Manchester Orchestra - I'm Like a Virgin Losing a Child (Cover Artwork)

Manchester Orchestra

I'm Like a Virgin Losing a Child (2006)

Favorite Gentlemen

The first time I heard Manchester Orchestra was when a friend of mine knocked on my door, handed me a CD, and told me I absolutely had to listen to it. I don't think I can thank him enough for that, either. After giving I'm Like a Virgin Losing a Child a couple listens, it was abundantly clear this band was (and is) onto something special. Heartfelt without being overly sappy, they've got a knack for writing catchy, emotionally driven indie pop songs that are both upbeat and yet slightly melancholic. They will burrow themselves into your subconscious and play themselves on repeat in your brain ad infinitum, which would probably drive you fucking insane if they were any less talented.

For a band that hasn't hit their 20s yet, they've released an album here that is mature beyond their years, and they've done it on their own label (Favorite Gentlemen). Impressive. Guitarist and vocalist Andy Hull has an incredible voice, and he has an excellent sense of how to construct hook-laden vocal melodies to boot. The band's layered instrumentation points toward the likes of The Snake the Cross the Crown (who they've recently hit the road with) but with less twang, or a more recent Brand New (who they've opened for on several recent tours) but less depressing and more hopeful.

On tracks like "Sleeper 1972" and the haunting "Where Have You Been?," they're achingly sentimental, and alternately on "Now That You're Home," they're inspiringly optimistic. Some of the less creative song titles here (namely, the otherwise solid slow acoustic jams "I Can Feel Your Pain" and "Don't Let Them See You Cry") initially scream out "generic sad bastard crap" at first glance, but fortunately those titles belie the quality of the tunes themselves. They switch things up between chilled out low-key moments and huge, explosive melodic hooks (like on "Alice and Interiors" and the previously mentioned "Now That You're Home"), and it's those kind of dynamics that make this such an engaging listen.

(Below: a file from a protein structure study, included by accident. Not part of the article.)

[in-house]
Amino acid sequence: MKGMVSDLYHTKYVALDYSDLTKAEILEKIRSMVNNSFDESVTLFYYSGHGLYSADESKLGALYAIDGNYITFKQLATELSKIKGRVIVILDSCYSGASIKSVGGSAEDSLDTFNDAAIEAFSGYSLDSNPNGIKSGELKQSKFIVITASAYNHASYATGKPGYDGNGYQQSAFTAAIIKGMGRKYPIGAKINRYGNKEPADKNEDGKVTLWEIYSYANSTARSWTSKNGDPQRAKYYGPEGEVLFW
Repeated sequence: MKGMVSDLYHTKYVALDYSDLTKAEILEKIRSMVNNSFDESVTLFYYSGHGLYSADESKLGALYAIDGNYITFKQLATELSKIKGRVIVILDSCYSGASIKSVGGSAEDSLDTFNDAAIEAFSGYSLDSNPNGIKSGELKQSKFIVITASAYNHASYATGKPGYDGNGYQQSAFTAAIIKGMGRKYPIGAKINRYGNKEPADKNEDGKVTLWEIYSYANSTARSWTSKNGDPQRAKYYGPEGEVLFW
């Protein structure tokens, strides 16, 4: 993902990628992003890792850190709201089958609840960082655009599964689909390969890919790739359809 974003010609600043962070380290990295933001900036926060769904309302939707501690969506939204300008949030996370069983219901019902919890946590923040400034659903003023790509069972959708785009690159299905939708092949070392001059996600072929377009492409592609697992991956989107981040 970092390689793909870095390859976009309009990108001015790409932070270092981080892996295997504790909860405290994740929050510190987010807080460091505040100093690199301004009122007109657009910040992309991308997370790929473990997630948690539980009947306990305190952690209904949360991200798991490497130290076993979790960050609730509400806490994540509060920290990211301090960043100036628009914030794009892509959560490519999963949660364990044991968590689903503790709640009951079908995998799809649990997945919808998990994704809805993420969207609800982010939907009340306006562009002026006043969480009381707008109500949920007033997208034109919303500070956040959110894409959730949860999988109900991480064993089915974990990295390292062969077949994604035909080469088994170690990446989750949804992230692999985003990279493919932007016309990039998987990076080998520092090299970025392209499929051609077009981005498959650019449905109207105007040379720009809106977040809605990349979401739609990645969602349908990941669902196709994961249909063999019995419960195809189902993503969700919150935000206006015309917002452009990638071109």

If Manchester Orchestra doesn't blow up into a household name, it won't be because they don't deserve it. To say they're going to be the next big thing would be silly and presumptuous, but if they ever manage to attain the same kind of mainstream success bands like Death Cab for Cutie and Modest Mouse have been enjoying lately, it wouldn't be much of a surprise. While there isn't anything strikingly new or groundbreaking about I'm Like a Virgin Losing a Child, it remains an exceptional album from start to finish that sounds immediately familiar without lacking any depth, and that's certainly nothing to complain about.